Making financial provision is essential, says Carryl Beveridge
BECOMING a new parent is an exciting time which means all sorts of change for the whole family. Whilst updating your will and sorting out your legal affairs might not be at the top of your list of priorities at this busy time, it’s important to give these matters some thought to ensure everything is in order should anything unforeseen happen.
Making a will is essential to ensure that your children would be properly provided for and protected should anything happen to you. This is not only your opportunity to set out the financial provisions, but also to appoint a guardian who would be responsible for your child’s welfare should you not be around to do that yourself.
The appointment of guardians is undoubtedly one of the most important points which parents with young children need to consider. This might be a family member or a friend and can be more than one person. Along with the other points in your will, this should be reviewed on a regular basis, as your family’s circumstances change.
You might also wish to include some more detailed guidance for the guardian to set out your wishes for your child’s future care, development and education and this can all be documented alongside your will. In your will, you can set out the extent to which your children will inherit from your estate, and when. A straightforward trust should be included which stipulates the age at which you would envisage your children becoming entitled to their inheritance, although this can be flexible to allow payments to be made before then, to assist with ongoing costs, including the cost of your children’s education and/or the cost of their everyday maintenance.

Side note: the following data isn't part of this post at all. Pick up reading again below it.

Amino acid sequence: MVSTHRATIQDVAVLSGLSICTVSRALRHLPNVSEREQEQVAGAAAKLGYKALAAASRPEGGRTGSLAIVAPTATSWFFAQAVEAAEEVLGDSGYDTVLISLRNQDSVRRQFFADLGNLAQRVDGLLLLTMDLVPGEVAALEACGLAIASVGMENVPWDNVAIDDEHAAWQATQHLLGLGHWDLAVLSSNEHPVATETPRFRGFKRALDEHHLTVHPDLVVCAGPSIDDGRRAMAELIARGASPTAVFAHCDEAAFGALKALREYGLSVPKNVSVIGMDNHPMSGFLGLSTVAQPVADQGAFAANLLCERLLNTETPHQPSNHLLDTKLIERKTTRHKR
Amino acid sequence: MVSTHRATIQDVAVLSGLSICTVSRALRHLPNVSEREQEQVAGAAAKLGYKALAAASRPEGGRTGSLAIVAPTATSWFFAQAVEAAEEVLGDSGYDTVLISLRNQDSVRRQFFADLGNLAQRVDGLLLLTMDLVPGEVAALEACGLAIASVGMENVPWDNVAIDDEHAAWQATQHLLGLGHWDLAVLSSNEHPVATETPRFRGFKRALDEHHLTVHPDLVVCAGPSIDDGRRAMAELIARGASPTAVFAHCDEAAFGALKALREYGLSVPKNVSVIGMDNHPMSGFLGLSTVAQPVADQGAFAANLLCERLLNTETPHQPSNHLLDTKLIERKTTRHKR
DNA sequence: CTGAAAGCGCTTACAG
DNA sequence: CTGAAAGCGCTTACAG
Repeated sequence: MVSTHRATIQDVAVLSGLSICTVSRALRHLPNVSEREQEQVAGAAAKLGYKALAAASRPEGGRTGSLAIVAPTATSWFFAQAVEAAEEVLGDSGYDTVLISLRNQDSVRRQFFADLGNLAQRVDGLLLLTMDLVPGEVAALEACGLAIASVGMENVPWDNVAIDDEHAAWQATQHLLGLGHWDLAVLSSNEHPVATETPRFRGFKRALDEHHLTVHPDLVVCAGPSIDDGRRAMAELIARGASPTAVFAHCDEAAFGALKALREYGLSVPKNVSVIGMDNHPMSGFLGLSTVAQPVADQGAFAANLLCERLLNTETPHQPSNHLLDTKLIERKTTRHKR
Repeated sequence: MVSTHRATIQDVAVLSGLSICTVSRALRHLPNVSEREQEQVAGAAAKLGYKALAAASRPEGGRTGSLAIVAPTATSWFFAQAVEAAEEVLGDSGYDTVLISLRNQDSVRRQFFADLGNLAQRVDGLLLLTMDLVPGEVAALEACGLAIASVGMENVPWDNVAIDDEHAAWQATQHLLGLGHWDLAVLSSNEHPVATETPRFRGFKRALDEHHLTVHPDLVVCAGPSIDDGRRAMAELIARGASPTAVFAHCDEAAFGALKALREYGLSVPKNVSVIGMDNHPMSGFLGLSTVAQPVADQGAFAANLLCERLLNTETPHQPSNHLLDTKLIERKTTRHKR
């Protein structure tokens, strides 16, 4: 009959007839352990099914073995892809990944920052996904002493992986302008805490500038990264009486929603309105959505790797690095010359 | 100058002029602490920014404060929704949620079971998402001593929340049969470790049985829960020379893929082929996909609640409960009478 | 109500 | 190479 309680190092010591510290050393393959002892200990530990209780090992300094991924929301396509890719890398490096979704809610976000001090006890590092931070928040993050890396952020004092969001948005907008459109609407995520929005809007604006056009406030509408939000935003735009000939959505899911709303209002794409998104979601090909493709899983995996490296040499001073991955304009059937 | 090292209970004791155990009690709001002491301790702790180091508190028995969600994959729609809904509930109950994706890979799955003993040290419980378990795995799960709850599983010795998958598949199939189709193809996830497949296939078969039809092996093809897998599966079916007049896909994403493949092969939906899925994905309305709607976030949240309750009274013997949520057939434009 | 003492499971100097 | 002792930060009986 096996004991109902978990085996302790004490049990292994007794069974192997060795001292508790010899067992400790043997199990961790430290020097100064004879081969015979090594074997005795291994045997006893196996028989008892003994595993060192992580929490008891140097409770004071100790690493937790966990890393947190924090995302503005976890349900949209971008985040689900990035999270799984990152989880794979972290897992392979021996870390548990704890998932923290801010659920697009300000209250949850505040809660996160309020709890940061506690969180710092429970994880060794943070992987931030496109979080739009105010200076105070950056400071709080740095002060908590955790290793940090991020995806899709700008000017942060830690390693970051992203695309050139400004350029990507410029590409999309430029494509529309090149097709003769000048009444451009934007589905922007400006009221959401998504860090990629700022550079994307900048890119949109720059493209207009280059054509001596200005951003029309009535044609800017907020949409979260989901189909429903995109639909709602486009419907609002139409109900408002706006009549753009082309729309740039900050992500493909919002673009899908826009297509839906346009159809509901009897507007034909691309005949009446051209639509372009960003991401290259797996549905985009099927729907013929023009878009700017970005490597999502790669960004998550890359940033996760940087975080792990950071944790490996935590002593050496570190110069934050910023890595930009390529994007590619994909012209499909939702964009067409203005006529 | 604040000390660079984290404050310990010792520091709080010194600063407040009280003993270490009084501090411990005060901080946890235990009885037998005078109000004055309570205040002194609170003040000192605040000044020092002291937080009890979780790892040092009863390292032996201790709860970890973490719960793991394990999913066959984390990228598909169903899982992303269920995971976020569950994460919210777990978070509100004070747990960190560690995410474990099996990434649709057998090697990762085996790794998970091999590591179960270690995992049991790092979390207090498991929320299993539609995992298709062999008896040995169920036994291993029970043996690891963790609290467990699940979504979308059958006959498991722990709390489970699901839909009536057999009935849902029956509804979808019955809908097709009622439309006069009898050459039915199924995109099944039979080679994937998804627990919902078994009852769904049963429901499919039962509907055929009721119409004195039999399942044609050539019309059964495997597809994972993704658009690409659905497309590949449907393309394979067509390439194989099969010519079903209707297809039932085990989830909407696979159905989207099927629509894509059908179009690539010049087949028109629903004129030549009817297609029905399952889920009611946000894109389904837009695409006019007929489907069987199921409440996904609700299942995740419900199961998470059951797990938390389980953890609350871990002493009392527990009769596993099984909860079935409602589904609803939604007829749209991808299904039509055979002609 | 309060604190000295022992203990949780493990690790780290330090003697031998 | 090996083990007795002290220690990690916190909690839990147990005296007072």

If you don’t have a will or if the will doesn’t specify the age at which you wish your children to inherit, the law in Scotland says that they become entitled to their inheritance at 16 which, in the vast majority of cases, is unlikely to be appropriate.
As well as reviewing wills, you should also consider putting in place Powers of Attorney which cover your affairs during your lifetime. These are invaluable in the event that an accident or illness leaves you unable to manage your own affairs, even for a temporary period. A Power of Attorney would usually cover all of your legal and financial affairs, allowing for someone to pay bills on your behalf or manage your property, but it can also cover your welfare, to include making decisions on your medical treatment and care provision, should you be unable to make those decisions yourself.
It’s also a good time to look at your family’s overall financial position. As a parent, you will want to ensure that your child has the best possible start in life. Many factors will be out of your control but helping your children out financially is one thing that you can plan for, whether it be funding school or university fees, helping them to buy their first car, starting a wedding fund or building a deposit for a first home.
There are a number of options available if you want to save something in your child’s name that you then look after for them until they are of an age when they can start managing things themselves.
If you have young children, please do take a moment to consider whether these things are all in order. Whether you need to have a will drawn up for the first time, or need to review existing arrangements, this is unlikely to be a complicated process. It is important to take legal advice to ensure your family would be properly protected should anything happen to you. This will then allow you to get back to spending quality time with your family, hopefully with an easier mind, knowing your legal affairs are all in order.
A legal and financial checklist for new parents would therefore look like this:
• Put in place wills which appoint guardians for your children and include a trust to protect their inheritance.
• Put in place Powers of Attorney.
• Consider your pension position and check that nominations for death in service and pension benefits are up to date.
• Now that you have dependents, consider whether you should be taking out critical illness and life assurance cover.
• Consider putting in place a savings plan for your children.
• Carryl Beveridge is a partner with Morton Fraser www.morton-fraser.com